Last month I purchased a camera I could attached to my helmet. After only two days of wearing it on my commute I caught a near-hit in Harvard Square. For a more complete description of the near-event, read the full post.
I try very hard to be visible and predictable when I ride. In the video I took, I was passed by a car too closely, less than a foot away; I was planning on passing the pair of riders ahead of me but slowed down as I knew I couldn't make the maneuver. The cyclist right in front of me opted to pass the one in front of him without looking around to see if it was safe to do so, and without giving a signal. I could tell he was going to do this by his speed and slow drift leftward out of the bike lane - the car didn't budge, and the result is a very near-hit.
If you look carefully you can see the mirrors actually cross each other on the vertical plane. An inch from contact. It's possible that mirror-to-mirror contact wouldn't cause the cyclist to fall, though the whole situation could easily have been avoided by the car not trying to pass when it was unsafe to do so. Legally debatable: the cyclist should have right of way as he was ahead of the car; he should have signalled his intent, but his intent was also obvious.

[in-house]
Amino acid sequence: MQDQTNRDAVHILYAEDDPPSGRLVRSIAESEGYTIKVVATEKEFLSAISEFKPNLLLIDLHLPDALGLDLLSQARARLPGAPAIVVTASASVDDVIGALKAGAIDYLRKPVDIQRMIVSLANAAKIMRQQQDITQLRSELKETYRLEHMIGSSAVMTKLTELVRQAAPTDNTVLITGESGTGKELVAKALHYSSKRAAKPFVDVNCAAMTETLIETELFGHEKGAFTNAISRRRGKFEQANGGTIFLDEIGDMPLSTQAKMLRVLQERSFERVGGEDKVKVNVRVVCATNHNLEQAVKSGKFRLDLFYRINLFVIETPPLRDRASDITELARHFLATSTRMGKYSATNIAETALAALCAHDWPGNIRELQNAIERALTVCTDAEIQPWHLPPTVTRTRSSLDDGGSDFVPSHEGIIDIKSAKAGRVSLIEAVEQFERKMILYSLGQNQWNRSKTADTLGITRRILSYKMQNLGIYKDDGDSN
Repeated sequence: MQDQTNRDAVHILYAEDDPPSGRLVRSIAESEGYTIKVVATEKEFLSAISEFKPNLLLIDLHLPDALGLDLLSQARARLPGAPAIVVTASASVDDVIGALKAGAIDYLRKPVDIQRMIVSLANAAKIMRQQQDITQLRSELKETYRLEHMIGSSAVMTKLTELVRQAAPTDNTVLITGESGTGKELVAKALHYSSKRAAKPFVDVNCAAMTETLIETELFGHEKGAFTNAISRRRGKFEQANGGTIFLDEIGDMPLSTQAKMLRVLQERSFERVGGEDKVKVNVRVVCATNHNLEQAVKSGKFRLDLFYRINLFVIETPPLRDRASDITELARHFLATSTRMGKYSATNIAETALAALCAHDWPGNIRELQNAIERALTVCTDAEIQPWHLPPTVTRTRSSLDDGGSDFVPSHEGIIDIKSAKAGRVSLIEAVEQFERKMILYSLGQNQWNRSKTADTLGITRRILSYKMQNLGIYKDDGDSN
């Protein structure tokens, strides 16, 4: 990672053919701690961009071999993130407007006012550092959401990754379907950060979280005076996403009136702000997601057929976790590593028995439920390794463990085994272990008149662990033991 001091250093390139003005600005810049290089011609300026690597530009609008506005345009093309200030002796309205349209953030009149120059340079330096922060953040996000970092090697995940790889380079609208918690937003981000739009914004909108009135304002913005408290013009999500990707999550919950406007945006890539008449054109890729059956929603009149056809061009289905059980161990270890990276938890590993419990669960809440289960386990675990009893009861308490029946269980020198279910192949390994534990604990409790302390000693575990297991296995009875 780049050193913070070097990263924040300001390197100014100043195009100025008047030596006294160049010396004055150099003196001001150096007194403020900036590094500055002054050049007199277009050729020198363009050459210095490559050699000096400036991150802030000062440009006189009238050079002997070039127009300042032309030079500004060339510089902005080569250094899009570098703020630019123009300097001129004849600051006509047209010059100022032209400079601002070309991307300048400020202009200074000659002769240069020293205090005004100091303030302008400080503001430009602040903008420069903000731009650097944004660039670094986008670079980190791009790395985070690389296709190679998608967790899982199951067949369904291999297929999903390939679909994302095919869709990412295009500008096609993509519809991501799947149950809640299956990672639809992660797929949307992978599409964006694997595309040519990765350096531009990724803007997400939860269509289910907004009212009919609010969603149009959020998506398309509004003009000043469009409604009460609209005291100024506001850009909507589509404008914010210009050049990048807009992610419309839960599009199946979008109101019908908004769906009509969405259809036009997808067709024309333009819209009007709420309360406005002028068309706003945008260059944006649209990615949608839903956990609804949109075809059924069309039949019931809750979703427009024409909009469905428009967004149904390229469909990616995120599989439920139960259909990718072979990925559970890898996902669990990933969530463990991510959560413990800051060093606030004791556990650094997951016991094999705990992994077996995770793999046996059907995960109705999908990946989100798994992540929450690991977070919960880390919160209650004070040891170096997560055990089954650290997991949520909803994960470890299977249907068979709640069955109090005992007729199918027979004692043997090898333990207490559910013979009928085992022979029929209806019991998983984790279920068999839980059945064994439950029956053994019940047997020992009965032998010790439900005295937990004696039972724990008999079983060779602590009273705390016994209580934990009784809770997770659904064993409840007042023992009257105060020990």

The car driver had already broken the law when she passed me too closely. In Massachusetts the law requires a space of three feet, and she was less than one foot away when I was overtaken. The cyclist needs to be more careful how he rides, and the driver needs to recalculate her trade-off between getting to the next red light and endangering other road users.